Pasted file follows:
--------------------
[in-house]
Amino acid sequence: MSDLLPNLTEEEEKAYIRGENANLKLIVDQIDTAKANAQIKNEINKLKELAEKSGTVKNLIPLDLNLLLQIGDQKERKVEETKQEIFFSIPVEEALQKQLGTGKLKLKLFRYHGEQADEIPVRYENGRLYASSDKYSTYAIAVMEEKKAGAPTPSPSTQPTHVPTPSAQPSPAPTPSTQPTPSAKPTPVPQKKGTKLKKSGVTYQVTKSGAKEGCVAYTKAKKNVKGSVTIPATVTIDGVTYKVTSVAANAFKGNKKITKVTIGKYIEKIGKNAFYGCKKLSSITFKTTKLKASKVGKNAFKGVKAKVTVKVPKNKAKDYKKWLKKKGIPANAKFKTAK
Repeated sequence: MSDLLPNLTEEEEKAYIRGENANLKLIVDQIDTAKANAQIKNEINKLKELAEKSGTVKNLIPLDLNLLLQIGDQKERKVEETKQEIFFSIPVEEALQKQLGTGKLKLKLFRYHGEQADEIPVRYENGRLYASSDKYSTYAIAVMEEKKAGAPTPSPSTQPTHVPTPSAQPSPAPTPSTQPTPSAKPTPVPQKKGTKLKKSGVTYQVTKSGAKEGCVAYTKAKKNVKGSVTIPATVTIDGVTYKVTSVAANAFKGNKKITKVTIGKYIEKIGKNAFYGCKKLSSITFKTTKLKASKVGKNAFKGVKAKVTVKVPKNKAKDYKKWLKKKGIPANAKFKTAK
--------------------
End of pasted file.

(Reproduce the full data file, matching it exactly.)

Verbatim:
[in-house]
Amino acid sequence: MSDLLPNLTEEEEKAYIRGENANLKLIVDQIDTAKANAQIKNEINKLKELAEKSGTVKNLIPLDLNLLLQIGDQKERKVEETKQEIFFSIPVEEALQKQLGTGKLKLKLFRYHGEQADEIPVRYENGRLYASSDKYSTYAIAVMEEKKAGAPTPSPSTQPTHVPTPSAQPSPAPTPSTQPTPSAKPTPVPQKKGTKLKKSGVTYQVTKSGAKEGCVAYTKAKKNVKGSVTIPATVTIDGVTYKVTSVAANAFKGNKKITKVTIGKYIEKIGKNAFYGCKKLSSITFKTTKLKASKVGKNAFKGVKAKVTVKVPKNKAKDYKKWLKKKGIPANAKFKTAK
Repeated sequence: MSDLLPNLTEEEEKAYIRGENANLKLIVDQIDTAKANAQIKNEINKLKELAEKSGTVKNLIPLDLNLLLQIGDQKERKVEETKQEIFFSIPVEEALQKQLGTGKLKLKLFRYHGEQADEIPVRYENGRLYASSDKYSTYAIAVMEEKKAGAPTPSPSTQPTHVPTPSAQPSPAPTPSTQPTPSAKPTPVPQKKGTKLKKSGVTYQVTKSGAKEGCVAYTKAKKNVKGSVTIPATVTIDGVTYKVTSVAANAFKGNKKITKVTIGKYIEKIGKNAFYGCKKLSSITFKTTKLKASKVGKNAFKGVKAKVTVKVPKNKAKDYKKWLKKKGIPANAKFKTAK